We returned to Uromi without my wife. You explained that at that point, she was still a bride until officially handed over at our family home. That duty had to be performed by a delegation from her family consisting of men and women. Before leaving the venue, I was told that I had to provide transport money for the delegation. I responded that my friends were available with cars to bring them and take them back home. The emissary of the yet-to-be-constituted delegation told me that was a bonus; that I still had to provide the requisite transport money. To be fair, these were not large sums they were asking for. It was more to “fulfill all righteousness” than to extort.
It turned out that that was not the last condition to be fulfilled. When they were a short distance from our home, a member of the delegation came to announce that they had run out of fuel and I needed to provide money for fuel if I did not want my wife to sleep on the road. A small sum settled that. Less than ten minutes later, the same man came to say that just as they were leaving Convent Road to enter Ekata Lane, a big tree fell across the road and they needed money to hire a bulldozer that night to remove the obstacle. We all knew that there was no tree on the lane that remotely resembled a big tree. That was a trap. Telling him so would have meant that we were calling him a liar and that, definitely, would have attracted a hefty fine. So I tendered another small sum to hire a bulldozer to remove the mysterious tree.
Finally, they arrived in our compound, off-loaded my bride with all the gifts of household items her family had bought for her as dowry. Another round of merriment followed that, as far as I was concerned, was lasting too long. Sorry, Papa, if that sounds offensive because I recall you had reserved food and drinks to lavishly entertain your friends who had accompanied us to Ubiaja, and the neighbours that were keeping vigil at our home, but there was a very important condition I needed to fulfill in private that night, which was directly related to the blessings my wife’s uncle had pronounced on us earlier in the day, when he was counting her on me.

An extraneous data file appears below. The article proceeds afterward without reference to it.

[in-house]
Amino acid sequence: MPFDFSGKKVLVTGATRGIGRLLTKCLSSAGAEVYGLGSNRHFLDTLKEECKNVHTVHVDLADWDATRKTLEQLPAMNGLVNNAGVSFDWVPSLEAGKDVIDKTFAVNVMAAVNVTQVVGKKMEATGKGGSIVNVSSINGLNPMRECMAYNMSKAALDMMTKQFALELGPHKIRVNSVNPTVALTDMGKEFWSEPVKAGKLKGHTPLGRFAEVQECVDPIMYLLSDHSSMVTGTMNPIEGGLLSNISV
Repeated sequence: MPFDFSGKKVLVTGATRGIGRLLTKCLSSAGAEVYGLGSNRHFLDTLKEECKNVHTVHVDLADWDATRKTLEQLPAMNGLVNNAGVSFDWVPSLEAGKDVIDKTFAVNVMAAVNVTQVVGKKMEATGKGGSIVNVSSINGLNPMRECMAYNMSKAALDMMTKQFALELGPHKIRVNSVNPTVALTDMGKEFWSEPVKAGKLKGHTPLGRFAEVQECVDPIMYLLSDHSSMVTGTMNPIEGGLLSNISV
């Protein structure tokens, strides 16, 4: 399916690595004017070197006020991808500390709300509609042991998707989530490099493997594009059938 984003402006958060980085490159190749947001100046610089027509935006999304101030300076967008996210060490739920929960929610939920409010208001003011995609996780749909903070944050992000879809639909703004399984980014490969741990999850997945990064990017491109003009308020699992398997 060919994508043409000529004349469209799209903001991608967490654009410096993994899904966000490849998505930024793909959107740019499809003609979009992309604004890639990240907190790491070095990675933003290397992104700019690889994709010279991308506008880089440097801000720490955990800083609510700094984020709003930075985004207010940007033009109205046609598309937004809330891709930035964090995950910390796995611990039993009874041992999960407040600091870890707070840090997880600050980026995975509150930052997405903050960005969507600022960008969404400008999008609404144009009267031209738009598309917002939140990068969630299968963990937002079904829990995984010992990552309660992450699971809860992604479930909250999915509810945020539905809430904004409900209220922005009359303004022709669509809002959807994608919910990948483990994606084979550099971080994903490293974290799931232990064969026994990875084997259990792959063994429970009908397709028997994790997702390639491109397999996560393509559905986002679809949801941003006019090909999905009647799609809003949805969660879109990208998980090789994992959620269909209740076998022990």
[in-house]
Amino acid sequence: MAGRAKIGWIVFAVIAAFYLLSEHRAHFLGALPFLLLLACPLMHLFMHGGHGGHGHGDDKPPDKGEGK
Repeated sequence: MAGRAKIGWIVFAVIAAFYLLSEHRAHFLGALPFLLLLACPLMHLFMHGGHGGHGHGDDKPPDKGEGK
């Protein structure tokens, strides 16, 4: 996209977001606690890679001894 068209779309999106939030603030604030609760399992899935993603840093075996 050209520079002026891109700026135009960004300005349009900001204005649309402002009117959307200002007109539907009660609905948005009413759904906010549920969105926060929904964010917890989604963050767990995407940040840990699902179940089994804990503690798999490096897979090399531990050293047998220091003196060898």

In line with tradition, my parents-in-law were not part of that last part of the ceremony. I learnt from my wife later that her mum shed buckets of tears as she was being cleared from her home to be forwarded to mine. My fondest memory of my father-in-law is the day he personally roasted some dry corn for me. To be frank, the corn was a little too dry but I relished it. Oh papa, do you know that he came with his friends and members of his family to attend your final burial ceremony? He came with presents of tubers of yam and bottles of hot drink. Unfortunately, he fell sick and died a few months later.
Talking about your burial ceremony, you should have seen what we went through to give you a befitting one. Not that I’m complaining or regretting – far from it! In fact, I wish I could have done more. But the demands from the village elders, the rituals, the pressure from various angles, eish! It was as if planning a burial ceremony had become a parliamentary process that required some debate, some lobbying, adjournments, alignments and realignments……
To be continued.
What are the special skills needed to negotiate with elders on traditional matters?
Find out in Part 3……coming soon!
You may follow the link below to see other aspects of my sojourn, captured in the published book OLD SCHOOL.
Order your copy from the location closest to you via this link: http://www.newsplus.ng/old-school-now-available-near/
Or get a soft copy at: https://www.amazon.com/dp/B07PGRB14Y/ref=mp_s_a_1_6…
GOD BLESS YOU.